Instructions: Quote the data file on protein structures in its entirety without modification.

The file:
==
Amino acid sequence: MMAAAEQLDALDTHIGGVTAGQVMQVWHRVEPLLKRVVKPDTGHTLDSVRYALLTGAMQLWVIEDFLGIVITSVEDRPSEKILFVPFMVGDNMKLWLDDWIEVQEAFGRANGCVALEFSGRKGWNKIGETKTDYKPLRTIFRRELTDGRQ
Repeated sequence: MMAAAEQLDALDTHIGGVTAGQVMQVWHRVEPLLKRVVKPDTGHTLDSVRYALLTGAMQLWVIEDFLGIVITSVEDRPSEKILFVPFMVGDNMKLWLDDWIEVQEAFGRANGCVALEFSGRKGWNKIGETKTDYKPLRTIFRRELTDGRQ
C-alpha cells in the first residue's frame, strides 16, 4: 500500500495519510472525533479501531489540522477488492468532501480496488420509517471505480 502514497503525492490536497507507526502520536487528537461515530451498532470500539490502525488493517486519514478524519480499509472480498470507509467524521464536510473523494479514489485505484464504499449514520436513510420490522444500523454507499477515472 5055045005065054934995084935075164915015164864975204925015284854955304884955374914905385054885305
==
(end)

Amino acid sequence: MMAAAEQLDALDTHIGGVTAGQVMQVWHRVEPLLKRVVKPDTGHTLDSVRYALLTGAMQLWVIEDFLGIVITSVEDRPSEKILFVPFMVGDNMKLWLDDWIEVQEAFGRANGCVALEFSGRKGWNKIGETKTDYKPLRTIFRRELTDGRQ
Repeated sequence: MMAAAEQLDALDTHIGGVTAGQVMQVWHRVEPLLKRVVKPDTGHTLDSVRYALLTGAMQLWVIEDFLGIVITSVEDRPSEKILFVPFMVGDNMKLWLDDWIEVQEAFGRANGCVALEFSGRKGWNKIGETKTDYKPLRTIFRRELTDGRQ
C-alpha cells in the first residue's frame, strides 16, 4: 500500500495519510472525533479501531489540522477488492468532501480496488420509517471505480 502514497503525492490536497507507526502520536487528537461515530451498532470500539490502525488493517486519514478524519480499509472480498470507509467524521464536510473523494479514489485505484464504499449514520436513510420490522444500523454507499477515472 5055045005065054934995084935075164915015164864975204925015284854955304884955374914905385054885305